Los Angeles Times
Male mountain lion struck, killed on 101
A mountain lion was struck and killed on the 101 Freeway in the Santa Monica Mountains early Monday, a month after another was killed in the same area.
P-89, a 2-year-old male, was found dead on the shoulder of the 101, between the DeSoto and Winnetka exits.
He’s the fourth mountain lion to die after being struck by a vehicle this year, according to a social media post from the National Park Service.
The young lion is the second killed in a month in the Santa Monica Mountains. P-54 — a 5-year-old female mountain lion — was struck and killed by a car on Las Virgenes Road between Piuma Road and Mulholland Highway on June 17. The site is not far from where her mother and brother, P-23 and P-97, were killed.
The Santa Monica Mountains National Recreation Area, a unit of the National Park Service, said P-89 had been struck by a vehicle around 2 a.m.
Jeff Sikich, mountain lion field biologist for the National Park Service, said the young cat had been collared as part of the park service’s cougar study area — which includes the Santa Monica Mountains, Simi Hills, Griffith Park and the Santa Susana and Verdugo mountains — in 2020.
The cub was eventually recaptured by Sikich in November, he said, to be fitted with a GPS radio collar when he was still traveling with his mother, and wildlife officials had been following him closely ever since.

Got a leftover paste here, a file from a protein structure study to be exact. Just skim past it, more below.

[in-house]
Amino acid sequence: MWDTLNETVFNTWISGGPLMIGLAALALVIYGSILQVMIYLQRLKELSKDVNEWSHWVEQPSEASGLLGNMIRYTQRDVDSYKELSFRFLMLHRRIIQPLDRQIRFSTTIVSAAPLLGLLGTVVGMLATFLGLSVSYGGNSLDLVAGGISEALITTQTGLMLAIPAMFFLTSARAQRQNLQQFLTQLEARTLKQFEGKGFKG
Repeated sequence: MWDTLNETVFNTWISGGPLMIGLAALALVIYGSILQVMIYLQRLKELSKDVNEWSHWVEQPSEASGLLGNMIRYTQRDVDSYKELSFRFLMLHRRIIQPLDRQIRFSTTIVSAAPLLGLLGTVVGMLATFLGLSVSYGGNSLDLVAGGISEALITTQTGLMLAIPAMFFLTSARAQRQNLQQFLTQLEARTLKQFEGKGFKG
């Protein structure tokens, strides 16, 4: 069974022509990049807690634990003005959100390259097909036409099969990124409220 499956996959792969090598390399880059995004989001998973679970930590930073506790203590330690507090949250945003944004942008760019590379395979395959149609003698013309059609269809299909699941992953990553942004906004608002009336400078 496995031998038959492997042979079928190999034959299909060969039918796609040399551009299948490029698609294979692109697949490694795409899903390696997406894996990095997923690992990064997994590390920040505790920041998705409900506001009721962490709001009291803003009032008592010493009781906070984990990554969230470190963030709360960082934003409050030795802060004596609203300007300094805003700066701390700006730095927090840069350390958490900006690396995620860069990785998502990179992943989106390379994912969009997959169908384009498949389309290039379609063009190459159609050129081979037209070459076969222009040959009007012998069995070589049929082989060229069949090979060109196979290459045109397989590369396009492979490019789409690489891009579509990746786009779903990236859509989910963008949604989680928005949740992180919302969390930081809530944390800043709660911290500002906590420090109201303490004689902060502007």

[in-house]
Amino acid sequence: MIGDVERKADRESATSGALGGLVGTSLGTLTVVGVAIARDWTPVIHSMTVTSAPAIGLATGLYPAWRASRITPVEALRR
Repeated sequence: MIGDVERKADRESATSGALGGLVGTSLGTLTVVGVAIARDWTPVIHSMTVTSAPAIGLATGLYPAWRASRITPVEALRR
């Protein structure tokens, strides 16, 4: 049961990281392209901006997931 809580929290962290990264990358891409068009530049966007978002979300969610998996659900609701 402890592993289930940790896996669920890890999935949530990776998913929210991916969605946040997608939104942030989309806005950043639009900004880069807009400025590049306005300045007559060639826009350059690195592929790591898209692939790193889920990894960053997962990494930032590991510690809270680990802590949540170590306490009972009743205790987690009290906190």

Sikich said P-89 is the 30th mountain lion to be struck and killed by a car in the 20 years that the park service has been studying the mortality of the big cats.
“What we’ve learned is that these freeways are major barriers to movement,” Sikich said. “The 101 [Freeway] and the 405 [Freeway] are so massive, right? They’re 10 lanes in many spots, and most animals don’t even attempt to cross, but we have documented mortalities on these freeways when they do attempt [to cross].”
Wildlife officials say a full necropsy will be performed on P-89 in the coming days.
Tiffany Yap, a senior scientist for the nonprofit Center for Biological Diversity, said in a statement that she hopes the death of P-89 will encourage California lawmakers to enact more protections for mountain lions.
“When state senators consider the Safe Roads and Wildlife Protection Act next month, I hope they see the gravity of the situation and pass the bill,” Yap said.
The Safe Roads and Wildlife Protection Act, AB 2344, would require Caltrans to identify potential wildlife barriers on all future transportation projects and implement at least 10 projects that improve wildlife crossings.